Garyfalia Zoumpouli is a third-year PhD student at the CSCT. Her PhD focuses on ozonation technologies for water and wastewater treatment, specifically using membranes to improve the efficiency of ozonation of wastewater. In summer 2019, Garyfalia attended the 9th International Water Association Membrane Technology Conference & Exhibition for Water and Wastewater Treatment and Reuse (IWA-MTC 2019) in the south of France, where she got to present her research to others in the field and widen her professional network.
A few days before the 2019 CSCT Summer Showcase, and while I was frantically preparing to leave for a 3-month internship in the US, I attended a big international conference in the south of France - the IWA-MTC 2019. Held in Toulouse, the event was organized by the International Water Association (IWA) and the Institut National des Sciences Appliquées de Toulouse (INSA Toulouse), with more than 400 participants from around the world.
Membrane technologies play a major role in current water purification and wastewater treatment. Some of the things they are currently used for include seawater desalination, water filtration for the removal of various contaminants, and biological wastewater treatment. In my PhD, I am investigating a less well-known application: bubble-less ozonation using membrane contactors. In other words, I am using membranes to efficiently introduce ozone, a strong oxidant, into the water or wastewater where it reacts with contaminants causing them to degrade or otherwise be more easily removed. While my PhD was initially focused on oxidation processes for water treatment more generally, membranes gradually became a big part of my research, and so I was excited to attend the IWA-MTC 2019 conference and present some of my PhD research to membrane experts.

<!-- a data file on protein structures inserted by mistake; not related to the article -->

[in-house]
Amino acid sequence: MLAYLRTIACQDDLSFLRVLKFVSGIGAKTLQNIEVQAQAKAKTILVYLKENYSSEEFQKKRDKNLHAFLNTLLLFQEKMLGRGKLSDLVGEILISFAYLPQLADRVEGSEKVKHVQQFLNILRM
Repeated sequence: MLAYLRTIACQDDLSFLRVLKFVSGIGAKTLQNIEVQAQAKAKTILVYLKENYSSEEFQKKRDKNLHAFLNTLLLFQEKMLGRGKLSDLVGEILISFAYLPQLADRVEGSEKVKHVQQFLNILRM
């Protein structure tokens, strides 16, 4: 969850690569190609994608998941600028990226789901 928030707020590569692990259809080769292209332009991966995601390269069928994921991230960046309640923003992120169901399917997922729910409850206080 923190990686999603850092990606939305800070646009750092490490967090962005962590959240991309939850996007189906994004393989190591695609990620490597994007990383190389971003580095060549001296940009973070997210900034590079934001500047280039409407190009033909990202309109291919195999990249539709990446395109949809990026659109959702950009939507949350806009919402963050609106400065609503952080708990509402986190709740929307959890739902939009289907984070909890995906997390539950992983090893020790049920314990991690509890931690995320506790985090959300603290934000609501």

Several talks during the conference addressed how relevant membrane technologies are for the circular economy. Membrane processes can be, and already are, successfully employed in water reuse schemes. For example, they are currently being used to treat wastewater to such high-quality standards that what started as waste becomes water suitable for drinking.
Other talks discussed approaches to tackle important issues such as membrane fouling and brine or concentrate disposal. Membrane fouling is the deposition of contaminants on, or inside, the membrane in a way that affects the performance of the membrane, which presents a problem because this increases the cost of the process. Similarly, improper disposal of brine can harm aquatic life –since this is a waste stream with a very high salt content– so there is also research that looks into brine recovery to turn it into useful products.
On the third day of the conference, I gave a presentation about membrane ozonation, based on published results from my work at the CSCT, as well as more recent results. Both in the Q&A after the presentation, and throughout the conference, I had many interesting discussions with other researchers in my field giving me loads of ideas for research during the final year of my PhD. As an additional bonus, and although the conference took place during a heatwave in France, I enjoyed wandering around the beautiful city of Toulouse.
I would like to thank the IChemE Water Special Interest Group and the CSCT for financial support to attend the conference.